Contrasting eusociality with casteless organization: ecology, genetics and historical demography in Australian xylocopine bees

Author: Rebecca Dew

Dew, Rebecca, 2017 Contrasting eusociality with casteless organization: ecology, genetics and historical demography in Australian xylocopine bees, Flinders University, School of Biological Sciences

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Abstract

The xylocopine bees have a diverse range of behaviours, ranging from solitary, to facultatively social to eusocial organization, but with only one origin of true queen and worker castes. I clarify definitions of sociality to include casteless behavior, and show that this lack of hierarchical organization occurs in two species that are closely related to Exoneurella tridentata, a species which shows the most extreme morphological divergence between queens and workers among all bees. I then take a comparative approach to explore how the evolution of these contrasting social behaviours may be influenced by ecological niches, particularly by constraints to independent nesting and the benefits of cooperation. I revise the systematics of these important bees, to bring their taxonomy into line with their phylogenetic relationships. Lastly, I explore how these bees were influenced by past climate change events, and show that these responses differ strongly between species which means that predicting the response of bee faunas to future climate change will be a complex challenge.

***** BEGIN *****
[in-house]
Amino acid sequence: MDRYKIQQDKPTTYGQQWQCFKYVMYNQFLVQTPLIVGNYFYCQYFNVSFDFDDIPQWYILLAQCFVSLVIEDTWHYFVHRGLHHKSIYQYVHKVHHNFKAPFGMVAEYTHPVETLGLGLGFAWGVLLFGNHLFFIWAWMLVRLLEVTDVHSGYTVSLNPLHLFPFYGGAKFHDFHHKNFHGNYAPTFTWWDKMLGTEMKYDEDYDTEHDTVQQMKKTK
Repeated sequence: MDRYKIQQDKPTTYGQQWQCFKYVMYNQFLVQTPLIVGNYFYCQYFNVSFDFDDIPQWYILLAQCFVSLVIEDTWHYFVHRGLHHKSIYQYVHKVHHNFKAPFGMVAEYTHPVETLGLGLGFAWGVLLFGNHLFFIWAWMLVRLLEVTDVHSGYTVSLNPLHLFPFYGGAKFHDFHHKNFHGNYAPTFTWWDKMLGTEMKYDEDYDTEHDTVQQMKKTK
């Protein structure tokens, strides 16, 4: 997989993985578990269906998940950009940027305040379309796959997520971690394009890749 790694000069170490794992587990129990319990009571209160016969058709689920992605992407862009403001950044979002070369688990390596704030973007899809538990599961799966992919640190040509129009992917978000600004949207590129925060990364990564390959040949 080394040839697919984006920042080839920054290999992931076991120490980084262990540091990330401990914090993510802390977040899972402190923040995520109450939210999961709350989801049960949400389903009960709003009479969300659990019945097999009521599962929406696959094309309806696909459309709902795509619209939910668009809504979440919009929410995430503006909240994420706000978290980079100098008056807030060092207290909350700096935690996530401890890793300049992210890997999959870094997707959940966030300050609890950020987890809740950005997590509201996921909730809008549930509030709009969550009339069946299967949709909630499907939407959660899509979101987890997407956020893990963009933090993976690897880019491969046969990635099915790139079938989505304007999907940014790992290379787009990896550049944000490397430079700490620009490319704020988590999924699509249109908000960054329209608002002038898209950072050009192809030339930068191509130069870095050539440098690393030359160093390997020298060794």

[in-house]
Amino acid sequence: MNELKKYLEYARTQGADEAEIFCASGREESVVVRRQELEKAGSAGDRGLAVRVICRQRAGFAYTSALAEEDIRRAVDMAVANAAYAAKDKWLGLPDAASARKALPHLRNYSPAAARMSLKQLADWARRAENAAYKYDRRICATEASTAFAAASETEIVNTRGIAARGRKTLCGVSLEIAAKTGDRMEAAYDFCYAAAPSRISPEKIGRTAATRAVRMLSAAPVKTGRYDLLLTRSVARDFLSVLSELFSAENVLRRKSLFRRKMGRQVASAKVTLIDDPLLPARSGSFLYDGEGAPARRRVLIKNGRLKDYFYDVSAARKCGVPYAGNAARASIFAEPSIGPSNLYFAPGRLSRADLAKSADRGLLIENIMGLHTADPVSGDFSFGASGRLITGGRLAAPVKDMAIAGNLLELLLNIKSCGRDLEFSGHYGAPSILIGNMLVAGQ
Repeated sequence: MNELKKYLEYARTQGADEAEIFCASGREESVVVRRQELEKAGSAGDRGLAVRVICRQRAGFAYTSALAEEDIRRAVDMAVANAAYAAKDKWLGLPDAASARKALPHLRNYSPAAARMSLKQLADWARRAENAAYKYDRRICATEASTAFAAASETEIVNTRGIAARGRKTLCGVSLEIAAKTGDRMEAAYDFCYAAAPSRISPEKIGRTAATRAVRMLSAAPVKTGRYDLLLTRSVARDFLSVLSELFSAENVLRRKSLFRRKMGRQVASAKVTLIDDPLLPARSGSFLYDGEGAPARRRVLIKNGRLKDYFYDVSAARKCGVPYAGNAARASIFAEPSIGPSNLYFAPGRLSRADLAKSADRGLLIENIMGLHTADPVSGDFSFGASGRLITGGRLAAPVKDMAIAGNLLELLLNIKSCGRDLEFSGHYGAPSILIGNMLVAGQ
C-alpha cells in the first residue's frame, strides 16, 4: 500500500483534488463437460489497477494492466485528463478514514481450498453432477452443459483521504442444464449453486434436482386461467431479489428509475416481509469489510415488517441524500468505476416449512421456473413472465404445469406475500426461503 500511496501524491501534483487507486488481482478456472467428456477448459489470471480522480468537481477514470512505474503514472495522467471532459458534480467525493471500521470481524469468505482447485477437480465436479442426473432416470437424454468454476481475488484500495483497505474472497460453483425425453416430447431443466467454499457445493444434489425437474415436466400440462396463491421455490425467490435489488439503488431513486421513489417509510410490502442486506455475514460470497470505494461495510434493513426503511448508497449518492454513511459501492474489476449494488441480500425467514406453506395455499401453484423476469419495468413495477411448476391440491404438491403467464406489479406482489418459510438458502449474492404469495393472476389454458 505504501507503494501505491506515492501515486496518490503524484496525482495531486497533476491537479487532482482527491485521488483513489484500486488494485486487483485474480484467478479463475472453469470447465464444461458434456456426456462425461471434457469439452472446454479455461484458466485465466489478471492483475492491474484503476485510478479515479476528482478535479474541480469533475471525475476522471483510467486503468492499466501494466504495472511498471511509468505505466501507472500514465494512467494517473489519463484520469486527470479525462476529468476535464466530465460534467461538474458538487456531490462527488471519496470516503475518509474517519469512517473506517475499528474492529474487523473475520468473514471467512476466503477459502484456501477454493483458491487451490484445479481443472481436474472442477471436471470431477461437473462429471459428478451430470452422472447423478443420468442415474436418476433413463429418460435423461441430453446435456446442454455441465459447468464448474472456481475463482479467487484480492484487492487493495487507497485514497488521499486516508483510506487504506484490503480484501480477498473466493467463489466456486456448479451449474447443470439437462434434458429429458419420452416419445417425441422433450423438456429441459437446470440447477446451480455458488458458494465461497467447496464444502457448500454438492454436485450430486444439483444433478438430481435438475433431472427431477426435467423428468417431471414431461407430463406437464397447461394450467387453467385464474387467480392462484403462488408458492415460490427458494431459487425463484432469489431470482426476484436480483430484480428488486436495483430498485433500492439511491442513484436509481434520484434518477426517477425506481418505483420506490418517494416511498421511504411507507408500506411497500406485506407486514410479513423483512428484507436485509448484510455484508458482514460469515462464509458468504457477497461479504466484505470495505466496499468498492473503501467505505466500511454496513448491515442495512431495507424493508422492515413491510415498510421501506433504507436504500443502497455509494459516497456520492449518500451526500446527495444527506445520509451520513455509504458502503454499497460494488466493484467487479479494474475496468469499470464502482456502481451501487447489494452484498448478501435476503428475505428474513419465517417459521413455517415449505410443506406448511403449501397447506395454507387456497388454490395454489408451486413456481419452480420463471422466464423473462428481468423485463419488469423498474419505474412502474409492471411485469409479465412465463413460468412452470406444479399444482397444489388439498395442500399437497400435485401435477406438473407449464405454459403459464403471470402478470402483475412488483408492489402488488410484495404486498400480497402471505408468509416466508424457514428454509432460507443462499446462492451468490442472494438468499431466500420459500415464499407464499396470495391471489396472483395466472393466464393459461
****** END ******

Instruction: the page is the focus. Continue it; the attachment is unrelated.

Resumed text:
Keywords: social behaviour, eusocial, casteless, nest-site limitations, climate change, coalescent analyses, biogeography, historical demography
Subject: Biological Sciences thesis

Thesis type: Doctor of Philosophy
Completed: 2017
School: School of Biological Sciences
Supervisor: Michael Schwarz